JTF (just the facts): A total of 29 black-and-white and color photographs, framed in black and matted, and hung against white walls in the main gallery space. 25 of the works are gelatin silver prints, made between 1975 and 1981. Most of the prints are vintage, and sized 20×16 or 14×11 inches, with no edition information available; a handful are modern inkjet prints made in 2017, sized 19×13 inches, and available in editions of 5. The 4 color works are modern inkjet prints made in 2017 from negatives taken in 1993. These prints are also sized 19×13 inches, and are available in editions of 5. (Installation shots below.)
Comments/Context: The opportunities and challenges faced by the studio portrait photographer are in some sense one and the same. Having stripped away the surroundings, settings, and contexts of the outside world, the photographer is offered a blank space in which to create an entirely new aesthetic situation. But with that open-ended freedom comes the complexity of how to impose a unique personal vision on the straightforward reality of a single figure standing in front of a camera.
The inspired solutions to this thorny problem deservingly populate the history books of the medium. Irving Penn created a narrow corner in which to stuff his portrait subjects. Malick Sidibé offered his sitters groovy props and bold patterns. Richard Avedon introduced the stark flatnesss of an undifferentiated white background. Philippe Halsman made his subjects jump. Thomas Ruff enlarged the heads to unexpectedly massive scale. And in each case, the photographer found a way to both celebrate the individuality of the sitter and add something new to the visual equation.
Anthony Barboza’s images of artists, writers, musicians, athletes, and other celebrities from the late 1970s offer another singular approach to the studio portrait exercise. Barboza got his photographic start in New York in the early 1960s, and was (and still is) a key member of Kamoinge, a professional organization working to support black photographers in the art world. The Black Borders series was named for the visible black borders of the film that surround each sitter, and the commonality of that framing technique creates a sense of continuity and artistic blending between the various subjects when the pictures are shown together.
But what sets these photographs apart, and gives them their durable vitality, is their innovative use of lighting and backgrounds. While the instinct of many commercial photographers would be to minimize the distracting effect of the shadows cast by the studio lights, Barboza does just the opposite, turning the dark distorted forms into expressive echoes of the sitters. Underneath setups create shadows that loom above and behind Normal Lewis, Derek Walcott, Leroy Jenkins, and the World Saxophone Quartet, while side arrangements turn the shadows into repetitions and echoes, doubling Benny Andrews, Amiri Baraka, and James Baldwin. Barboza then went on to add a bit of blur to some of the portraits, creating the appearance of back and forth motion or elusive ghosting to Ntozake Shange and Pharoah Sanders.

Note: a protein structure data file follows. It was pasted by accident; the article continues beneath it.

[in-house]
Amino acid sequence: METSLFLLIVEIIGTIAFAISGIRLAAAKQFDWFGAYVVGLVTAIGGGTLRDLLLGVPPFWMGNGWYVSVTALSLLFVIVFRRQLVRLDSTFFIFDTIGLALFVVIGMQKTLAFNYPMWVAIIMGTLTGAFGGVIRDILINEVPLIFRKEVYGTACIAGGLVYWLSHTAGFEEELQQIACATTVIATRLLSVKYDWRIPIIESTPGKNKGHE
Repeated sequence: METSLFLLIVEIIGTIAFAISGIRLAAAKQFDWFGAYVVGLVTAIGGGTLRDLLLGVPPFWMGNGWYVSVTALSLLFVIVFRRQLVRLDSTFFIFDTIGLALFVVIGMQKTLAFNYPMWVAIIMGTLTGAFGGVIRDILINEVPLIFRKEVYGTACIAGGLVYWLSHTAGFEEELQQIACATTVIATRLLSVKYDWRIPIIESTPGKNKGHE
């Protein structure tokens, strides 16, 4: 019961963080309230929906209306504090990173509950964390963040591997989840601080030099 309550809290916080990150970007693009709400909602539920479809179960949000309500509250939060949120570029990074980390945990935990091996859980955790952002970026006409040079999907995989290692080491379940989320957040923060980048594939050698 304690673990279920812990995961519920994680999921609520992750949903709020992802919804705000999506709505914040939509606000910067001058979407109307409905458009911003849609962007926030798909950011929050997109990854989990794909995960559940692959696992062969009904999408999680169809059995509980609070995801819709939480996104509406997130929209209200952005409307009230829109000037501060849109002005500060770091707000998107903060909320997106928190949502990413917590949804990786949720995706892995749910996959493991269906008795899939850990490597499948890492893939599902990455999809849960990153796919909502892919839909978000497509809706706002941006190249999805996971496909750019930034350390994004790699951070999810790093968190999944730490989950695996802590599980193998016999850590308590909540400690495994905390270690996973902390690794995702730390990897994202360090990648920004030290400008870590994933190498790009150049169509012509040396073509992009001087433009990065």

The backdrops that Barboza created and employed were equally unorthodox. Rolls of hanging paper were cut, slashed, and sliced, creating abstract patters of squiggles, lines, and openings, and then overpainted with expressive dashes and arcs of silvery spray paint, not unlike the interventions John Divola made in abandoned houses. So James Van Der Zee is surrounded by a whorling swirl of shining light, Toukie Smith shares the stage with snake-like back-and-forth forms, Owen Dodson’s white shirt collar matches the high contrast cuts behind him, and Marvin Hagler stands forcefully in front of an array of silvery spots. In other cases, Barboza used glimmery fabrics as backdrops, their reflected shine creating almost gilded effects behind Gordon Parks and James Baldwin.
A small group of more recent color works by Barboza shows him extending these ideas even further. While his sitters have now become more symbolic concepts rather than particular people, the surroundings are even more elaborately planned. Bright flares of light fall behind the standing men, almost like overpowering flashes or angelic bursts, and the sides of the images have been scraped and scratched in repetitive decorative patterns (these prints are rescans of original large scale Polaroids, where Barboza intervened in the emulsion when they were still wet). These hand-made effects provide connections to the chains and ropes that bind some of the sitters or the tape that closes their mouths, adding to the overall sense of frenetic stifled energy.
In nearly all of the images from the Black Borders series, we see Barboza actively engaging in an aesthetic dialogue with each sitter, trying to find a motif that would complement the essential points of character he wanted to highlight. Unlike many of the other giants of photographic portraiture across the history of the medium who developed a formula and then forced sitters to conform to that contrived situation, Barboza seems to have been much more fluid, allowing the creative process of picture making to generate new and different outcomes each time. The result is a set of portraits that feel surprisingly intimate and personal, with one artist taking the risk of boldly interpreting another.
Collector’s POV: The prints in this show are priced as follows. The vintage black and white works sized 20×16 inches range in price from $5000 to $7500; the 14×11 inch vintage prints are $5500. The modern black and white prints are $5000 each. The color prints are $5500 each. Barboza’s work has little consistent secondary market history, so gallery retail remains the best option for those collectors interested in following up.